FIG. 9 shows uses for MARS matrices: proteomics;

FIG. 9A shows uses for MARS matrices: protein function. Simultaneous measurement of the function of many (104 in this case) single proteins (triangles) by repeatedly capturing images, for registering the ligands (L) bound at the respective time which carry a fluorescence label (asterisk). In the preferred embodiment, the ligands in solution yield a negligible fluorescence background. The application to enzymes is particularly promising. The functional answers (series of +, binding and −, no binding) indirectly give the binding constants and the association and dissociation constants for the ligand binding of each individual one of the 104 receptor molecules or enzymes, thus allowing for the direct measurement of the function variability of biomolecules. The SDT scan method allows for 104 molecules at a distance of ˜1 μm to be taken in 50 ms so that the function of the proteins occurs with a temporal resolution of ˜50 ms;

FIG. 9B shows applications for MARS matrices: measurement of the post-translational modification of proteins. By using fluorescence-labeled antibodies to phosphorylation sites (P) and of labeled lectins against sugar residues on the proteins, the profile of these modifications can be measured for one protein or for several proteins, and optionally can be put into a structure-function-correlation with the previously measured variation of the function (FIG. 9A);

FIGS. 9C & D show uses for MARS matrices: measurement of protein associations. Here the fact that the SDT method allows for stoichiometric measurements of co-localized fluorescence molecules is made use of. The intensity at the binding sites provides an information on the homo-association (FIG. 9C) or hetero-association (FIG. 9D). For the latter one, it is shown in the lower part of the image that the same information independently can be obtained or checked and ensured by using two different dyes;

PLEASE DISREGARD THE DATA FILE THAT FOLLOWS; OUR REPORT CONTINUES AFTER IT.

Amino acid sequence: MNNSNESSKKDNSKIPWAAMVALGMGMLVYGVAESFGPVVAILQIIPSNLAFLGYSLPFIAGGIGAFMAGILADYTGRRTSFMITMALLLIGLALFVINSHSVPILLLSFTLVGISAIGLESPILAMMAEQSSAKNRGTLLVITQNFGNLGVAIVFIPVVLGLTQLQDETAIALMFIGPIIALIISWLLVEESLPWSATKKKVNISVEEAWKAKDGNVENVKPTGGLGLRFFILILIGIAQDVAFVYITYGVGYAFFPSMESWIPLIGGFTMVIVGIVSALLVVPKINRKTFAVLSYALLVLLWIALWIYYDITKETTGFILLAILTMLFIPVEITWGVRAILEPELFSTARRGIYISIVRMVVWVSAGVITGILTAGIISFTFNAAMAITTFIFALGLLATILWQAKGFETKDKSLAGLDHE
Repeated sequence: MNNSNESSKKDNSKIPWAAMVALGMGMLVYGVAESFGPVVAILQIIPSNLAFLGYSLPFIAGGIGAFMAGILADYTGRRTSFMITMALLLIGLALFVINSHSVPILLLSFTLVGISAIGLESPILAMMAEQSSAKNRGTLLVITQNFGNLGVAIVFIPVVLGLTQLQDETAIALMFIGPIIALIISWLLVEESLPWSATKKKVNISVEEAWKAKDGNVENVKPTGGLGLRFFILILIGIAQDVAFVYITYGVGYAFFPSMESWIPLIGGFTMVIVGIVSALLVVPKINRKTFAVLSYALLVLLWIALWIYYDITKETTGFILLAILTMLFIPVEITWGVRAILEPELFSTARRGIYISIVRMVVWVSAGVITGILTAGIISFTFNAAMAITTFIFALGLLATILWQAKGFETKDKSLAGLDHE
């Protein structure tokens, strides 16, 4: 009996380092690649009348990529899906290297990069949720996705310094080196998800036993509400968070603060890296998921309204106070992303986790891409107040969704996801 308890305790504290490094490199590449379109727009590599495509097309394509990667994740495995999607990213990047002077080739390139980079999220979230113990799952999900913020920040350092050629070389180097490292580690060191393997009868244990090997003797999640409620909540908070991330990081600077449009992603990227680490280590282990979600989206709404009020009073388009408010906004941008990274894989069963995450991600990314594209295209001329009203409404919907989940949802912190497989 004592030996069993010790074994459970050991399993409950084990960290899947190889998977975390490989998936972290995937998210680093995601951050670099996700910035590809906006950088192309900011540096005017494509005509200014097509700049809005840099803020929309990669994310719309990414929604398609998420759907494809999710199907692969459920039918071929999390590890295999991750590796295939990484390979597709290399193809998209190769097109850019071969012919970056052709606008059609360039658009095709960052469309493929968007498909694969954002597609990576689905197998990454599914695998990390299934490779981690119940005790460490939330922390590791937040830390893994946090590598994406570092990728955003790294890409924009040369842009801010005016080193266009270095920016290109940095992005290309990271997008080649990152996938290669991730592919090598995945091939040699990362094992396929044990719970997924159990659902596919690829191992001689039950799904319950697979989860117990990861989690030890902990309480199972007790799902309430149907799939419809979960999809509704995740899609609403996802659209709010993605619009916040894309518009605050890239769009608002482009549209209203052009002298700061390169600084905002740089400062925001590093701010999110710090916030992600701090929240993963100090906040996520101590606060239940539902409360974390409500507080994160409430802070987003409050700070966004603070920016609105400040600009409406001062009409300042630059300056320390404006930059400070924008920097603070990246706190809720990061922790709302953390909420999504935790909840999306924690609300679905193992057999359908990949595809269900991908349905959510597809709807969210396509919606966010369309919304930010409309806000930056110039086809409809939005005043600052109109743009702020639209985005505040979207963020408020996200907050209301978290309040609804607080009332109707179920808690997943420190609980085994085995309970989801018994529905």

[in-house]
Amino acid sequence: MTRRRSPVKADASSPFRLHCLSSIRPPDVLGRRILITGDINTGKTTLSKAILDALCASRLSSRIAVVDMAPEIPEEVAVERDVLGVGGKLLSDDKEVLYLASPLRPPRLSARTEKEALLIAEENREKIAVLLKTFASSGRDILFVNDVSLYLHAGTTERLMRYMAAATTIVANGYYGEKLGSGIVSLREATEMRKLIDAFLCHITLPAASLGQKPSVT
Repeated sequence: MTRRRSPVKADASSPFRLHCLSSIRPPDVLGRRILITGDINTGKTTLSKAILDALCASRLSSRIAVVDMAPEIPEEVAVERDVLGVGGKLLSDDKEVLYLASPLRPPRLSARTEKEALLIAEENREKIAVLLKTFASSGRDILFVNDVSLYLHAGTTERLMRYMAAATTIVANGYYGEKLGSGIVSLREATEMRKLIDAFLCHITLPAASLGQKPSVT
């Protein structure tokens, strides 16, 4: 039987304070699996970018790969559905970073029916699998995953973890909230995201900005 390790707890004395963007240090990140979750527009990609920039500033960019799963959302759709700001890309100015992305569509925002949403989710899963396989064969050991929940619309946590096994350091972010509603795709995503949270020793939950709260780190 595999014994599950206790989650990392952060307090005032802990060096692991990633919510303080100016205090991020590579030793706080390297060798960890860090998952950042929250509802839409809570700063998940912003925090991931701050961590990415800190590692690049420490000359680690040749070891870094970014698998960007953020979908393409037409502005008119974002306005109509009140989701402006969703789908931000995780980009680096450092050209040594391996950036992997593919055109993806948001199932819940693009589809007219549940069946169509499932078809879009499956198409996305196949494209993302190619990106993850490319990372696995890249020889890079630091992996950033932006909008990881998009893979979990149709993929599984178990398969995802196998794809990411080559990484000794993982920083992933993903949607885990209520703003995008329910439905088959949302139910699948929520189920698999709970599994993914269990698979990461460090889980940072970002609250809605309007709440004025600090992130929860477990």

FIG. 10 shows uses for MARS matrices: DNA and mRNA analyses.

FIG. 10A shows uses for MARS matrices: measurement of mRNA-profiles. A matrix having numerous different oligonucleoties, yet each one in sufficiently high numbers for ensuring a high sensitivity, can be employed to provide mRNA profiles of, e.g., extracts from cells or organelles for different states of the cells.

FIG. 10B shows uses for MARS matrices: correlation of neighboring SNPs. At present, there is a great interest in determining the successive arrangement of SNPs (single nucleotide polymorphism) in certain regions of the genome. The DNA single strands in question at first are fixed with one end thereof to magnetic beads, and the other end thereof is fixed to corresponding oligonucleotides on the matrix. By using magnetic force, the DNA strands are stretched so that the binding of fluorescence labeled oligonucleotides to the SNP sites to be examined will be as secure as possible. The fluorescence response by the SDT scan will then provide an information on the simultaneously occurring mutations on the SNP sites;

FIG. 10C shows uses for MARS matrices: mutations in “repeats”. The same method as in FIG. 10B can be used for identifying mutations in the region of DNA with multiple-repeating sequences (“repeats”), by using two different oligonucleotides: one against the natural sequence, and one against the mutant sequence. The upper image half shows the result for DNA without mutation, the lower one with a mutation;

FIG. 11 shows a figure ad Example 1: visualization of single fluorophores by means of the SDT scan method;

FIG. 12 shows a figure ad Example 2: hexagonal dense packing of beads on a surface;

FIG. 13 shows a figure ad Example 3: detachment of labeling beads. A: labeling beads denoted by arrows before (A) and after detachment (B) of non-coupled beads;

FIG. 14 shows a figure ad Example 4: imprint of groups of fluorescence-labeled molecules which have been transferred to a planar surface and covalently bound;

FIG. 15 shows a figure ad Example 5: beads arranged on a surface and having different fluorescence labeling;